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Insect Control, Rodent Control, and Pesticides


Insects and rodents are one of the primary means of spreading disease throughout the world. Typically, a microorganism causing a specific disease lives in a wild animal, bird, or human being. This is called a reservoir of infection. A vector (an insect or rodent) then transmits the disease from the reservoir of infection to a new animal, bird, or human being, called the host. Yellow fever, a mosquito-borne disease, evolved in Africa about 3000 years ago. Malaria, a mosquito- borne disease, was described in ancient Chinese medical writings in 2700 BC. It was responsible for the destruction of many of the city states. It was known about 2000 years ago in Roman times and in fact was called Roman fever. Bubonic plague, involving Norway rats and fleas, was first traced to Asia in the 1330s and 1340s. It spread to Sicily and the rest of Europe over a period of time. Bubonic plague, also called the Black Death, was the most devastating pandemic in history. It resulted in the deaths of an estimated 75-200 million people and had its peak years from 1346 to 1353. (See endnote 4.)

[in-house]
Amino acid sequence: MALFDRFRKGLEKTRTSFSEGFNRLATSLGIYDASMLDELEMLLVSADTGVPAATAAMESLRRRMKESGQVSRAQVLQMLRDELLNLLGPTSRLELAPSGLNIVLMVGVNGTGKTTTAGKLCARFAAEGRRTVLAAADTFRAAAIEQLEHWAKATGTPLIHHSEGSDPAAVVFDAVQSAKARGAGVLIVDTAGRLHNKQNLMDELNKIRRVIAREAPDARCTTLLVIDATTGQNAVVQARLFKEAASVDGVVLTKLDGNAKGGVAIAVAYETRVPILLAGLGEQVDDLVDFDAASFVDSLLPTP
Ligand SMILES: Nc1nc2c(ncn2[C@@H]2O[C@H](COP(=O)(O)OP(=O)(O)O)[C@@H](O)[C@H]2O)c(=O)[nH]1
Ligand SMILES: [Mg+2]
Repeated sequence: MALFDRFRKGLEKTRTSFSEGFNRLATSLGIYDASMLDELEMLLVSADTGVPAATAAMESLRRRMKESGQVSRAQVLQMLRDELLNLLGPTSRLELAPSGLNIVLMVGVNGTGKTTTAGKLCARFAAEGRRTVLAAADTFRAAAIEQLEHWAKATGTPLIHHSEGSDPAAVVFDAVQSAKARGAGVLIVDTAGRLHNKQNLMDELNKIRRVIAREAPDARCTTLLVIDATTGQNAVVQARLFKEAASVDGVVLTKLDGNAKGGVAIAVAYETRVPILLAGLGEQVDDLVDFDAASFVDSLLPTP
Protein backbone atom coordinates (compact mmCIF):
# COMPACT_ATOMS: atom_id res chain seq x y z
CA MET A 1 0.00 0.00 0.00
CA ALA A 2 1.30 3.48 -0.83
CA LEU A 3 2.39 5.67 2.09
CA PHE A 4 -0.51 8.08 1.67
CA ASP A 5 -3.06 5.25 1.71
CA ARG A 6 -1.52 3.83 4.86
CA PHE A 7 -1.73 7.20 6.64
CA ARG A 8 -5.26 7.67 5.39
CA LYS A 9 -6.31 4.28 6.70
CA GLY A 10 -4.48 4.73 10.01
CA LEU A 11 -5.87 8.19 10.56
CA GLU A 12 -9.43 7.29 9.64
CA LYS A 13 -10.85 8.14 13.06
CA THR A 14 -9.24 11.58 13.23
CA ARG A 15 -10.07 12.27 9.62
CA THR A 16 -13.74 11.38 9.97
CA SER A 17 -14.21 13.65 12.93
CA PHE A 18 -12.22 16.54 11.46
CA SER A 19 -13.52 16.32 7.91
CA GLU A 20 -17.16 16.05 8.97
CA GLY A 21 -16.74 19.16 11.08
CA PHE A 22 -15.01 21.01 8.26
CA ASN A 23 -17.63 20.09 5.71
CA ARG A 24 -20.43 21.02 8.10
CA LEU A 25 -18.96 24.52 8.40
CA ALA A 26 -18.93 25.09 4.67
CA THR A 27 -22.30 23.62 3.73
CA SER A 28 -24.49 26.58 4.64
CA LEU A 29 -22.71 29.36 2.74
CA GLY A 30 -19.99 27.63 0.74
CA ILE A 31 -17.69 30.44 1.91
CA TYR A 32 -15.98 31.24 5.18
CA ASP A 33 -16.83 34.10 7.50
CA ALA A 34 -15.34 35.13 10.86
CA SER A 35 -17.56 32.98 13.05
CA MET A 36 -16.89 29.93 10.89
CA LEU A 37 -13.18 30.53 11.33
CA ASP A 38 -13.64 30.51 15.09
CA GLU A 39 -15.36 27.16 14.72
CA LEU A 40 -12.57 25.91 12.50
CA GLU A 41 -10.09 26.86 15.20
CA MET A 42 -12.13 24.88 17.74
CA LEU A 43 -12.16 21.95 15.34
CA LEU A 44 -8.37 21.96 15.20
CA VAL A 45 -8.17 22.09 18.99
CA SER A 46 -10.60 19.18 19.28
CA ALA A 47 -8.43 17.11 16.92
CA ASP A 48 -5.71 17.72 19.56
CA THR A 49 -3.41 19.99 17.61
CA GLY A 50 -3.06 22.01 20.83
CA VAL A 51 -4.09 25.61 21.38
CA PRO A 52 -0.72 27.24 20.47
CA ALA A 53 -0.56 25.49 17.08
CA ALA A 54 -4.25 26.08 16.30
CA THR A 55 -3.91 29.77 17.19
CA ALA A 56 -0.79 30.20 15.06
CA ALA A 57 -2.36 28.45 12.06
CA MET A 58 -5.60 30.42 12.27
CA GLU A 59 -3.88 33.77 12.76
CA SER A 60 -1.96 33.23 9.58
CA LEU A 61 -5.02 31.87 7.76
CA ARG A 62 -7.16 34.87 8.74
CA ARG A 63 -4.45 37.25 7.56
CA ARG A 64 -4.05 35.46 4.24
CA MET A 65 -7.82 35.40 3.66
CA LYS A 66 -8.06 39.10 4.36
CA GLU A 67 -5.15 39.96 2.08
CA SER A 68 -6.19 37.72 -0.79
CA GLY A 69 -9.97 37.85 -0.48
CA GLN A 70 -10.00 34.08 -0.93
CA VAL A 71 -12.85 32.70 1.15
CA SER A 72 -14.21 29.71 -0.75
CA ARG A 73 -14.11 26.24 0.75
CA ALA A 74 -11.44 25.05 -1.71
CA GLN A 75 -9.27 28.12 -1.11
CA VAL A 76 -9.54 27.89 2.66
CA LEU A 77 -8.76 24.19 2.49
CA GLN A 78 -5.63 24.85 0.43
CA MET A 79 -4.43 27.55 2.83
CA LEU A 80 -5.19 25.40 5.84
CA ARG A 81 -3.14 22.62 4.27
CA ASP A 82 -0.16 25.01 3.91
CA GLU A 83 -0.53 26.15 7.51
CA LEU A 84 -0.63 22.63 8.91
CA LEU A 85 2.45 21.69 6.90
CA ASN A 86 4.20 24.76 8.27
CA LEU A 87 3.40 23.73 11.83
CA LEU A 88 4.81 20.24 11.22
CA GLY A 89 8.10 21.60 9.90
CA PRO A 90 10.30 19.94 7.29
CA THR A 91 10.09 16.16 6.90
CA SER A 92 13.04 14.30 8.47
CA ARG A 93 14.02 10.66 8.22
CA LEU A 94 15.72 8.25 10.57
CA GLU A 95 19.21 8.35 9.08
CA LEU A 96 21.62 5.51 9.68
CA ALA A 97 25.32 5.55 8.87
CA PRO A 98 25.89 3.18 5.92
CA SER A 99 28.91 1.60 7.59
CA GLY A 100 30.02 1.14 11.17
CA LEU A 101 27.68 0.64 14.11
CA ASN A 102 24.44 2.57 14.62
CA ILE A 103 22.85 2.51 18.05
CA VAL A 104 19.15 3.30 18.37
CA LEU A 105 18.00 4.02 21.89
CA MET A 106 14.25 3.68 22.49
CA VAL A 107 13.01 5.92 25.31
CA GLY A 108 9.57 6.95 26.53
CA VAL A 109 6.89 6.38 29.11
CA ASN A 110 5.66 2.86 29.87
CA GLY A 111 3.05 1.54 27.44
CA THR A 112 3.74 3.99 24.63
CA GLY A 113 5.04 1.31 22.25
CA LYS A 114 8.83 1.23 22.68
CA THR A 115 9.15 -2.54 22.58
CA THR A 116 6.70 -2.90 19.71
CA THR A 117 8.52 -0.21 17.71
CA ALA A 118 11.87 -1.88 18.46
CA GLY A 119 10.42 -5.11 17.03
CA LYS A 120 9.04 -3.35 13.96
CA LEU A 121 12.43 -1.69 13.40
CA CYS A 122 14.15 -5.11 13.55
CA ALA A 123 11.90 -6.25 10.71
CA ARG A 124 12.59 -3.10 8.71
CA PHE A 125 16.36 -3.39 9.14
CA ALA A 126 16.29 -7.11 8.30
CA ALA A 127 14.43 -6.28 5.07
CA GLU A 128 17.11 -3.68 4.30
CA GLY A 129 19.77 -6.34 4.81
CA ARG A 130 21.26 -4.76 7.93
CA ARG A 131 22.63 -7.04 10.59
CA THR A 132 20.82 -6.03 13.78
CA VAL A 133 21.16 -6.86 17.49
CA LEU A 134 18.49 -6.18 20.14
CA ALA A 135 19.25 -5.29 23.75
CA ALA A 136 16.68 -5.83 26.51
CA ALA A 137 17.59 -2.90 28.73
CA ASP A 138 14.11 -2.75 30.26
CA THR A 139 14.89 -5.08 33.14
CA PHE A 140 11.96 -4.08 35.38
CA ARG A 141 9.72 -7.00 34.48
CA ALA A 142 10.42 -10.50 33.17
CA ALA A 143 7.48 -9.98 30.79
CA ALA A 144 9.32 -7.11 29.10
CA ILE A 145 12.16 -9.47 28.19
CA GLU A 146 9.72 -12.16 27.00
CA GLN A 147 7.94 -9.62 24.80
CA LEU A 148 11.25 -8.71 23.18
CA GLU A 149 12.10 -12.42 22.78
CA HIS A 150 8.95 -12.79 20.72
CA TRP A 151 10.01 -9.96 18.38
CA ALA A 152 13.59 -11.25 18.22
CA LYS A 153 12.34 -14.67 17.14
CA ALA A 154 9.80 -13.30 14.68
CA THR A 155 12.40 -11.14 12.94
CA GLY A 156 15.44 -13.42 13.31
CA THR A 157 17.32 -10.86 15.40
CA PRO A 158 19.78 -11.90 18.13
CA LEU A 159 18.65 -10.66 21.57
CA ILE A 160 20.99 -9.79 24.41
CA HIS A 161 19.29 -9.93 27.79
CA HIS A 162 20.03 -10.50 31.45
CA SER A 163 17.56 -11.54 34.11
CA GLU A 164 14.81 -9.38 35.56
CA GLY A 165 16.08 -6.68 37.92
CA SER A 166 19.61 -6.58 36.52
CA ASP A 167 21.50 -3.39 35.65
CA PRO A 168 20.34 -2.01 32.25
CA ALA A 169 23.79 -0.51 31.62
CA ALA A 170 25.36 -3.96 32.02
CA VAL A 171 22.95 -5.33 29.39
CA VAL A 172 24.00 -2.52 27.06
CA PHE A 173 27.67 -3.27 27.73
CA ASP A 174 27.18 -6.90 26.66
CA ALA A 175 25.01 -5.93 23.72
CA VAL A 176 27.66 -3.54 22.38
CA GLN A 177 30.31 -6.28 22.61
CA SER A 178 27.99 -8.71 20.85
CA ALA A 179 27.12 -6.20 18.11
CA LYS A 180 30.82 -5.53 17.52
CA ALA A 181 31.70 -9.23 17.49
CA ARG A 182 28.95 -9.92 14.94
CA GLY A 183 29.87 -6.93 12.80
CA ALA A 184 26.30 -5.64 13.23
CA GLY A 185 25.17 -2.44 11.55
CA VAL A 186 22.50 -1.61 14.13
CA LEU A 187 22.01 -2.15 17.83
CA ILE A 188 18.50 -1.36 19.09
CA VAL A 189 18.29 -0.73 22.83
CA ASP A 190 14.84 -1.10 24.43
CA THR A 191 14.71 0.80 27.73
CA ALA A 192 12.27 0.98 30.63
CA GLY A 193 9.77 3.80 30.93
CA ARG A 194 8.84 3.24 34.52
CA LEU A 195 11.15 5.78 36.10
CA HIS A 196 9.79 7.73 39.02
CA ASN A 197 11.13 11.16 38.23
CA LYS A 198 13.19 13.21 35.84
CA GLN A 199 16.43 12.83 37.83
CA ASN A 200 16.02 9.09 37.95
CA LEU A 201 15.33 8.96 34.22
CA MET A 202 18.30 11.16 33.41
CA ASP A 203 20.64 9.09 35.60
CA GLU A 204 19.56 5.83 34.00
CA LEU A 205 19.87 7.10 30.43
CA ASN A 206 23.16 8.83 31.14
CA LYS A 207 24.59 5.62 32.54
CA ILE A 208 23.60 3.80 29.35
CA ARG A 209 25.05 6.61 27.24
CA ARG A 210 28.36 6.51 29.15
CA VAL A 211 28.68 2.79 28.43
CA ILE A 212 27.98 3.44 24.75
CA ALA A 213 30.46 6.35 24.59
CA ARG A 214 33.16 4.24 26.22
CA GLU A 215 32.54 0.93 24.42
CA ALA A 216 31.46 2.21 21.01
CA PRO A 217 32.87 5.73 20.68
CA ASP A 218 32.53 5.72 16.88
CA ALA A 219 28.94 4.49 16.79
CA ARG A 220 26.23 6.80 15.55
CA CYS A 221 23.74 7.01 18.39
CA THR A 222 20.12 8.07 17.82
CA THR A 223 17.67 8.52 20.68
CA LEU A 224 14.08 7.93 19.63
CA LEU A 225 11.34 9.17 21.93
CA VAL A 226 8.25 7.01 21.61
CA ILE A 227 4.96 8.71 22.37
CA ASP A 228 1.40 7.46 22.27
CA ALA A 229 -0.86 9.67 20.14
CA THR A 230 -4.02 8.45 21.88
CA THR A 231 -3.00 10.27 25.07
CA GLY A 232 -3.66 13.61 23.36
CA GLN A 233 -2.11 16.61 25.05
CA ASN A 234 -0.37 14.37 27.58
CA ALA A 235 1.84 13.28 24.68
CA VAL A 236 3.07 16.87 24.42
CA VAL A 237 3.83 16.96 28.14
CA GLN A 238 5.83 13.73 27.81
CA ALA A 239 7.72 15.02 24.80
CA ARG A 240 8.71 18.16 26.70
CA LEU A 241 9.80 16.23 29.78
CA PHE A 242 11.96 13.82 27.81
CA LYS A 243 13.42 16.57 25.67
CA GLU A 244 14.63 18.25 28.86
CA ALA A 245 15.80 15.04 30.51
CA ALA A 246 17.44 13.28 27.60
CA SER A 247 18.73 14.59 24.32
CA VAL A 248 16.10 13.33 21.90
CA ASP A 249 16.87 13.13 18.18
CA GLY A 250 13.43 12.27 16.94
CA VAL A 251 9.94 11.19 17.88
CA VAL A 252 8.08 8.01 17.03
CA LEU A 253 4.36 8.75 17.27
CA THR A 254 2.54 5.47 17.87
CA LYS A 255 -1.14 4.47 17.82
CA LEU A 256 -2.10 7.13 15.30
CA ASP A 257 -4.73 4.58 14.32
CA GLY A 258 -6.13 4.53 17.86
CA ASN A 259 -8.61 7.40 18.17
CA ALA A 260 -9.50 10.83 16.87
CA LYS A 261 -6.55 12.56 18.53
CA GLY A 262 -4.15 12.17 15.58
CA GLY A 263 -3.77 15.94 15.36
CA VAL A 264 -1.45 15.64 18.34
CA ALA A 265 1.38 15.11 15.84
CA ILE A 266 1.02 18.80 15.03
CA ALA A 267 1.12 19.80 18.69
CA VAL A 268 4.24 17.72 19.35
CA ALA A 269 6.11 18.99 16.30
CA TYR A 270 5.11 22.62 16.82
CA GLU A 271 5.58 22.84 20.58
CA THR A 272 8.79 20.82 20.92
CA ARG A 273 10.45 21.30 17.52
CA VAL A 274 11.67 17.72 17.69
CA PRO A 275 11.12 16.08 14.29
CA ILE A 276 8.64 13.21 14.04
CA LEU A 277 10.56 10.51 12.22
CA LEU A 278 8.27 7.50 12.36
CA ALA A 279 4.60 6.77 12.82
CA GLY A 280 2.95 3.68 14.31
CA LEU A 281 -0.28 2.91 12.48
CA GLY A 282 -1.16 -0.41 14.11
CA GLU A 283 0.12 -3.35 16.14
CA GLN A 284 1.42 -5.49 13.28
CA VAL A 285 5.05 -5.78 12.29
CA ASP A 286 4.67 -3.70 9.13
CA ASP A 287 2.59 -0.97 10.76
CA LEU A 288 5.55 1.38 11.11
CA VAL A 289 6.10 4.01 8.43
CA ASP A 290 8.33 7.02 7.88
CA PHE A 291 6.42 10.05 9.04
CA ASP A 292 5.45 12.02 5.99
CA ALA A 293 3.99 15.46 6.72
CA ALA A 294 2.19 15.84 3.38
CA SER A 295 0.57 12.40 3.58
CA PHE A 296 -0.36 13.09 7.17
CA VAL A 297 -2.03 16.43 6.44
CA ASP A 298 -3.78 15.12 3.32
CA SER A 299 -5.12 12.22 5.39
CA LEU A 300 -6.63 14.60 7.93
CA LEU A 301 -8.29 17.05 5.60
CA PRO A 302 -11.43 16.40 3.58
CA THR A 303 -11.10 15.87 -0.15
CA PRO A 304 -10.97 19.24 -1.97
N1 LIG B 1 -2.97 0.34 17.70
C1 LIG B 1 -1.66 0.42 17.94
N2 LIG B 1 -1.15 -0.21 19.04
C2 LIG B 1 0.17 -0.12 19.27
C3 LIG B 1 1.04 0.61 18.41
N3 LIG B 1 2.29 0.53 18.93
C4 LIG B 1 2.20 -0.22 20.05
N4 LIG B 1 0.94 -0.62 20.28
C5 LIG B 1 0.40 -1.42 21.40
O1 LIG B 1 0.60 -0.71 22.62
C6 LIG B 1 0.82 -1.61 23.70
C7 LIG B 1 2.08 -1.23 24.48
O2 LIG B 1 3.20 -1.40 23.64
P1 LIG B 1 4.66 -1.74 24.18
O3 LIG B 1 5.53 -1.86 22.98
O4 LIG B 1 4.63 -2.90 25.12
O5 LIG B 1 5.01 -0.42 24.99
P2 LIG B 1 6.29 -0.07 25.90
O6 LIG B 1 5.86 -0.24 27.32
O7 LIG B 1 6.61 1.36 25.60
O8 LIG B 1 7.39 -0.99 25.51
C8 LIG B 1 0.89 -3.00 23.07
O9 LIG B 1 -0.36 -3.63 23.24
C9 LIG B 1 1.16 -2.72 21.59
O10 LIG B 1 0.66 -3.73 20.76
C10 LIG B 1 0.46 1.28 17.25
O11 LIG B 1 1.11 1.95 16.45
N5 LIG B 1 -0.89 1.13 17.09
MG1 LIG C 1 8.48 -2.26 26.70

Each of the diseases mentioned was devastating to the populations at the time and later in various parts of the world. However, this was not the end of worldwide epidemics. The most recent concern is the Zika virus which is transmitted by Aedes species mosquitoes. Although the symptoms for those individuals who become ill are usually mild, there is a serious concern of newborns, who have had the virus transmitted to them from the mother, having microcephaly, which is a serious birth defect causing the baby’s head to be smaller than expected. This is creating great fear in areas where the disease is prevalent. (See endnote 31.)

Insects and other arthropods of public health significance include bedbugs, fleas, flies, food product insects, lice, mites, mosquitoes, roaches, and ticks.

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